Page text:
Peter Graves dead; 'Mission: Impossible,' 'Airplane!' star

Actor, best known for his roles in the televised spy thriller, the spoof movie "Airplane!" and Billy Wilder's "Stalag 17," has died in his California home, according to authorities.
By Martin Weil
Washington Post Staff Writer
Monday, March 15, 2010

Peter Graves, 83, the stern-faced, square-jawed film and television actor who often portrayed figures of ability and authority, including in the "Mission: Impossible" television series, died March 14 at his home in Pacific Palisades, Calif.

His death was attributed to an apparent heart attack.

In a career that stretched back to the 1950s, Mr. Graves made more than 50 movies, including the comedy classic, "Airplane!" and he acted in countless television series and miniseries.

As American secret agent Jim Phelps in "Mission Impossible," Mr. Graves was called on for daunting tasks each week by the Impossible Missions Force.

The request for his services always began with the resonant, much-repeated catchphrase: "Your mission, should you choose to accept it..." Ever cool and competent, Mr. Graves' secret agent chose to accept.

An Air Force veteran and champion high school athlete who stood an imposing 6 feet 2 inches, Mr. Graves let down neither the task force nor audiences during the course of more than 140 episodes.

The show ran from September 1966 to March 1973. As a member of the cast and leader of the secret task force for all but the first year, Mr. Graves accepted and completed missions as vital as they were suspenseful. The show has been described as one of television's most watched, and Mr. Graves reprised his small-screen life as a secret agent when the show was revived.

Often, his characters on film and on TV demonstrated the air of competence and command that appeared part of his nature.

Many of his portrayals were of doctors or military men. Some were leaders in other fields. The very seriousness conveyed in many of his performances was exploited in the 1980 comedy "Airplane!" and its sequel.

As the pilot, a role to which he seemed well-suited, Mr. Graves won plaudits by playing against type. Parodying himself, he satirized the stiff and strait-laced figures he so frequently depicted.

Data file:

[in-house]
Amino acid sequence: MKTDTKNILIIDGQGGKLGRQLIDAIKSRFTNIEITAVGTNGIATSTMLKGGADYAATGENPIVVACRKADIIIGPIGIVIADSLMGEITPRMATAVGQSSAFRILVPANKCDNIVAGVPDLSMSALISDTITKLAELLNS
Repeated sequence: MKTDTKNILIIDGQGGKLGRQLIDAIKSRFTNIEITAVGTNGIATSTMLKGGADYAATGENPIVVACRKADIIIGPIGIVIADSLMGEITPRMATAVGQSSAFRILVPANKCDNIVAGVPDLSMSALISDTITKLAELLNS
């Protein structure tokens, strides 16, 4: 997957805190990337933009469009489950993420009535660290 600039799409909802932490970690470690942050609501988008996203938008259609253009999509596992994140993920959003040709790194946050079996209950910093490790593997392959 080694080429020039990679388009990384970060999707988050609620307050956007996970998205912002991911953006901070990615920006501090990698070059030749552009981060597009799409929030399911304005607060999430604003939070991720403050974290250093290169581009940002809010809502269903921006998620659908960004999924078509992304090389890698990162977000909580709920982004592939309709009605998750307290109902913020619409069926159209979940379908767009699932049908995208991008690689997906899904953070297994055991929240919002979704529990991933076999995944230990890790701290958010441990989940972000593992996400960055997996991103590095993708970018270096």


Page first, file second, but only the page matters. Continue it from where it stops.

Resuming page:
Mr. Graves excelled in the kind of verbal buffoonery that provoked mirth by such techniques as confusing his character's name, Clarence Oveur, with the air traffic control phrase: "Clearance, Over."

Such demonstrations of comic skills appeared to detract in no way from the obvious impression of knowledgeability he gave in his long-running role as host of cable television's "Biography" series.

Mr. Graves was born Peter Aurness on March 18, 1926, in Minneapolis, the younger brother of the famed actor James Arness (who modified the family name). The family's roots traced to Germany and Norway. His mother was described as a journalist; his father had a job in business. Graves, the name he later chose, was that of a grandparent.

As a teenager Mr. Graves was a musician, a radio announcer and a state champion hurdler. He enlisted in the Air Force, served a two-year tour in the United States and returned to his home town to enroll under the GI Bill at the University of Minnesota.

There he majored in drama and met Joan Endress, whom he married in 1950. They had three children.

One of his early movie roles was in "Stalag 17," in which he played a spy embedded among downed American airmen in a German POW camp during World War II.

His success embodying that hateful role was said to have curdled his career prospects in Hollywood for some time thereafter.

Whatever the obstacles, his career appeared to thrive on television. For 34 episodes of the series "Whiplash," he played an American who went to 1850s Australia to set up a stagecoach business.

He also took parts on such well-known series as "Alfred Hitchcock Presents" and "Route 66."

His work as Jim Phelps in "Mission: Impossible" was honored with a Golden Globe Award in 1971, and he had also been nominated for Emmy and Golden Globe awards as Phelps.

Last year, again demonstrating wit and self-awareness, he showed up in a series of videos, made on behalf of AirTran Airways, in which he wore his captain's uniform and referred to the many "Airplane!" lines that have become cult classics.

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